* Action to change February decision followed lobbying
* Shares of health insurers rally after hours; Humana up 8 percent
* Members of Congress mounted opposition to original plan
By Susan Kelly
April 1 In a reversal that followed intense lobbying from the health insurance industry and members of Congress, the U.S. government said it will increase the payment rate for health insurers that offer coverage through the popular Medicare Advantage program.
The Centers for Medicare & Medicaid Services said on Monday it will increase the rate by 3.3 percent in 2014, reversing a 2.3 percent cut announced in February.
The turnaround boosted shares of major health insurance companies such as Humana Inc in after-hours trading.
Medicare Advantage provides care for seniors who select to receive their Medicare benefits through private insurance plans. About 14 million Americans are enrolled in the program.
The program has long ensured industry participation by paying more than the cost of the traditional Medicare program for the elderly and disabled. The proposed reduction had followed efforts by the Obama administration to reduce how much money it pays private insurers as an incentive to participate.
In announcing its final rates for 2014 on Monday, CMS said the changes came "after careful consideration of public comments."
"The policies announced today further the agency's goal of improving payment accuracy in all our programs, while at the same time ensuring program stability and preserving beneficiary choice," Jonathan Blum, acting principal deputy administrator for the CMS, said in a statement.
Since the initial rate announcement in February the agency, part of the U.S. Department of Health and Human Services (DHHS), has encountered weeks of heavy lobbying by health insurers, whose share prices dropped sharply on the planned rate cut.
Some insurers hinted they would drop their Medicare Advantage business for 2014 if the government did not back down.
Lawmakers on both sides of the aisle took those concerns on board. More than 160 of them joined an effort to reverse the previously announced rate cut, according to America's Health Insurance Plans (AHIP), which launded Monday's decision.
AHIP has released several lawmaker letters expressing worry about the proposed Medicare Advantage payment cuts, including three last week from bipartisan members of the New York House delegation; the entire Massachusetts House delegation, all Democrats; and six other House Democrats.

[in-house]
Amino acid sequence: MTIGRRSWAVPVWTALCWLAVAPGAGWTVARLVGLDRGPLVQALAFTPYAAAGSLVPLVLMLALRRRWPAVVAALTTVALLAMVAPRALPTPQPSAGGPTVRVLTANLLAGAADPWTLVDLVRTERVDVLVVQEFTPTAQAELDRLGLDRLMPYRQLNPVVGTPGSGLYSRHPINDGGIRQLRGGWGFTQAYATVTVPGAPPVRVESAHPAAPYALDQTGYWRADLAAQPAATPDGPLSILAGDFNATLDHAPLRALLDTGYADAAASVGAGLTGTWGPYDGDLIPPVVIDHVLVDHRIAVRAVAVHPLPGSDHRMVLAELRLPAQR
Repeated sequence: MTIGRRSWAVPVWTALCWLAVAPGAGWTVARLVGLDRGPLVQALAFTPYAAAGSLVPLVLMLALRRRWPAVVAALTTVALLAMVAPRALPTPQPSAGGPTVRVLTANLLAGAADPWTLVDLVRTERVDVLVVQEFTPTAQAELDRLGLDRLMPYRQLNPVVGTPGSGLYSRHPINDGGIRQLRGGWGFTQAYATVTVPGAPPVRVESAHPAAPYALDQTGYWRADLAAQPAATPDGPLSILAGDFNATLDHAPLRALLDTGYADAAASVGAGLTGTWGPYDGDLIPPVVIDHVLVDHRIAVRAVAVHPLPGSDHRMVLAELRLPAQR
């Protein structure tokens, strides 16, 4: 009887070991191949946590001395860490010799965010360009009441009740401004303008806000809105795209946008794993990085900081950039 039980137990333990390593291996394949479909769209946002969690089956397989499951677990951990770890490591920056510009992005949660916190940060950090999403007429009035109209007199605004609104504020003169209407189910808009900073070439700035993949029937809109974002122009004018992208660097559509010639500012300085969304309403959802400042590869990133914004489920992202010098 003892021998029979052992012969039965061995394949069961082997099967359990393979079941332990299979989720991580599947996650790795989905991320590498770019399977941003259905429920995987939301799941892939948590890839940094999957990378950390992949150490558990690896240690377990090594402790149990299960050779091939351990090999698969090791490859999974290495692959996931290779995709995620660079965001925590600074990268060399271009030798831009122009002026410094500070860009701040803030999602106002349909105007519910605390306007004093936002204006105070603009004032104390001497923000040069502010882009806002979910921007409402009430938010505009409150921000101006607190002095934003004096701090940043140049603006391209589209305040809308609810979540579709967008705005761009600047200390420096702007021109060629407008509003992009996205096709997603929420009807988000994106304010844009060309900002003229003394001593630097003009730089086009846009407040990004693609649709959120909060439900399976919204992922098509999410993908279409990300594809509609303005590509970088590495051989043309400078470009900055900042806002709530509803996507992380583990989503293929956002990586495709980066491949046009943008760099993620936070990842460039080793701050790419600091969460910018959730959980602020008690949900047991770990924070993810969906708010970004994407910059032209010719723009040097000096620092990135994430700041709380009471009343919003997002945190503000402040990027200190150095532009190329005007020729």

"We have concerns that if CMS does not make this adjustment, many Medicare Advantage enrollees in Massachusetts, and across the country, will face higher premiums and fewer benefits," said the Massachusetts delegation's letter, which was addressed to Marilyn Tavenner, acting CMS administrator, and dated March 27.
Earlier in March, a large bipartisan group of senators highlighted the threat of plans potentially exiting the Medicare Advantage market altogether.
Meanwhile "The Coalition for Medicare Choice," which is funded by AHIP and other private insurers, launched a full-throated attack on the proposed cuts through television advertising and social media.
It urged seniors to call their U.S. senators to complain, and posted on its website a study by consulting firm Oliver Wyman that warned of a "significant amount of upheaval" if the original 2014 rate plan went through.
"This includes the potential for plan exits, reductions in service areas, reduced benefits, smaller provider networks, and reduced Medicare Advantage enrollment as beneficiaries see a significant decline in plan value," the firm said.
The new growth rate assumes a zero percent change for the 2014 physician fee schedule, the so-called "doc fix," by taking into account the likely congressional override of a scheduled physician payment reduction, the agency said.
In the past, proposed Medicare cuts of 25 percent to 30 percent in doctor payments have been overridden by Congress.
The Congressional Research Service on March 26 sent a memo to Congress saying it believed Health and Human Services Secretary Kathleen Sebelius had the legal latitude to change her view on how to calculate the payments, potentially making the reduction less onerous.
CMS said Medicare Advantage would remain a "strong option" for beneficiaries, noting enrollment in the program has risen 25 percent, while premiums have fallen, since enactment of the Affordable Care Act, President Barack Obama's signature healthcare law, in 2010.
Shares of Humana, a major provider of Medicare Advantage plans, rose 8 percent in after-hours trading from a close Monday of $75.02. Shares of UnitedHealth Group Inc climbed 4 percent from Monday's close of $58.97. Shares of Aetna Inc rose 2.6 percent from their close of $52.38.
"We believe this final rate notice provides insurers with enough flexibility to produce adequate margins for participation," BMO Capital Markets analyst Jennifer Lynch said in a note to clients.